Kenyans qualify the normal way." I should have felt happy at his good fortune... but, somehow I could not feel happy. I felt I was in a bizarre other dimension where strange rules applied for no reason at all. Who was making these rules? I don't blame that guy, Of course not! He did what was best for him." Was someone to blame though? Should I blame "American rules" and "American law"? Who made them? and why? why?

I'm not one to give up. I began to cringe when I heard someone tell me: "America is great." Oh yes, I knew it was true. Relatively speaking and philosophically speaking, America is great. Speaking of averages, it is unsurpassed. I just got unlucky and was experiencing some of its downside. I think America was better once upon a time. I think it has changed. It is not the America I imagined.. not Roark's America, more like Toohey's. Yet, I knew the America I wanted to bring back. I was damned if I was not part of the fight. I fought the Objectivist fight. Some of my letters to the editor were published. I began organizing my club and getting speakers to talk about issues. I increased my contributions to the ARI. I even stood with banners in a street protest, with other Objectivist friends. "Those who fight for the future", Ayn Rand said, "live in it today." Work was not too great, but I was busy with other stuff. Eight hours a day was the price I paid. Fine with me. I had all my papers ready. When my company lawyer said a year had passed and they could start my process, I had nothing left to do. I handed over my documentation and celebrated that evening!

Two years later, much closer to my goal, I got a call from the company HR department. There was a mix-up after one employee suddenly went on emergency leave and her papers were not scrutinized for a while. To make a long story short, my work-permit ought to have been renewed and it was not. "Was I supposed to monitor it?", I asked. "No, it we normally renew it automatically, but this was an exception. I'm so sorry. We'll have to meet a lawyer and get an opinion. The lawyer said that the company could apply for a renewal since it was a "good faith" mistake. However, since it had been over a month late, I should leave the country and wait in India. I should stay there until my renewal was approved, but at least for 120 days before returning. That was how it was done. fortunately for me, the company had a subsidiary in India and they would do the best they could to have me work there for about 4 months.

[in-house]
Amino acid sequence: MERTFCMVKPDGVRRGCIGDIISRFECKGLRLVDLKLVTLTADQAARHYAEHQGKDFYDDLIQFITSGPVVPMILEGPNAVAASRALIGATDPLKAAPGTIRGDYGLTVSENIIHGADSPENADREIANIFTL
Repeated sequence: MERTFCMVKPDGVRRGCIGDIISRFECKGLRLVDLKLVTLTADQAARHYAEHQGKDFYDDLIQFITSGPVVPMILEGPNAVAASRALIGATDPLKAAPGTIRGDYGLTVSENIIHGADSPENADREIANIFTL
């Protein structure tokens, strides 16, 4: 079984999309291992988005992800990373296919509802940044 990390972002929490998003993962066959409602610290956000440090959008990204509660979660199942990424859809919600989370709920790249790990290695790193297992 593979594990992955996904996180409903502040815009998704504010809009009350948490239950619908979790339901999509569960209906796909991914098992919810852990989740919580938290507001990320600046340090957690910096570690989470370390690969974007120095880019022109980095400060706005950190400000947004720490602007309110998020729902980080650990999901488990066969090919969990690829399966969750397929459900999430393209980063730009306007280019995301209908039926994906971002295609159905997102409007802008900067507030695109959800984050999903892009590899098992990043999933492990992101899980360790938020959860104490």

That was not all, though. "There's a catch," the lawyer explained. "The work permit is a non-immigrant work permit". In essence, the American government give this to you as a non-immigrant, who does not intend to immigrate. So, as long as your Green Card process is active, you will not get a new work-permit. You will have to withdraw your Green Card application." I could not understand this. The government knew I intended to immigrate. Surely they were smart enough to know that when I was back I would start anew by applying for a Green Card. The lawyer explained that while that was true, that's just how 'the system' works. "I don't make the rules", he said. I wondered who did, because if I met him in a dark alley one night, there's no telling ...

Back in India, things had improved. Software export was starting to be a thriving business. Some of my friends advised me to forget the whole American dream. "Look at me", one said, "I've started this company and we're doing well. I have a house, a car, the kids go to a good school, the work isn't too bad... what do you see in America?" He wanted me to join him. He'd make me a partner. I refused. I guess I'm stubborn. he said I was stupid.

A little before I returned to the U.S., the attack of 9/11 took place. There had been warning signs for years. There was a huge attack in Lebanon, there was a an attack against a US embassy in Africa, there even was a bomb in the World Trade Center in New York. Finally, the evil scum of the world managed the savage attack of 9/11. I think America -- in its benevolence -- never thought it would happen. It makes me bitter to think of it though: of American benevolence... Though I see it in my day to day life, I had not seen it manifest itself in the area that was most important to me: my attempt to live and work here. And now, what good did that benevolence do for the people who had died. Was I mistaking blindness and evasion for benevolence?

Bin Laden is from the dark ages. He wages war against reason and enlightenment. That is what America symbolizes to him. It is the most powerful living demonstration of the greatness of freedom and of the human mind. Compared to the rest of the world, America is the shining city on the hill. The last outpost of freedom. Yet, even knowing all this, I still don't feel the same emotion that I once did when I hear someone mention America. I wish I could really feel (not just know) that America was a beacon of reason. Sometimes I wondered if I was living in the past. Was I confusing the times of Jefferson with modern day America. No, America still is the best place. I'm sad to say, this is mostly because other places are so much worse.

Shortly after my return, I was assigned to a team with a really idiotic boss at this company. (We've all had one of them: people who do not know what they're doing, who have bluffed their way up the career ladder.) I'd have loved to tell him off. I didn't dare. It has changed me. I don't care any more. I'll do what my manager says. If the product blows up... it blows up. If it has bugs... it has bugs... I'm a slave. I don't care. As long as I cover my back. As long as I don't get the lashes.

It is a crazy world. I know a person from India who joined the Scientologists. Someone from the "community" in the U.S. owned a business. This person applied for a work-permit and brought this Indian here. He also immediately applied for his green card. He put him in a special category ... "person of great importance to the corporation, special skills... blah, blah..." (his real special skill was his Scientology) -- there are so many visa categories it makes your head spin. Knowing the right people helps too. My employer would not do that for me. Sometimes I lose context and think: I wish I could stoop so low... I wish I could be a scientologist too.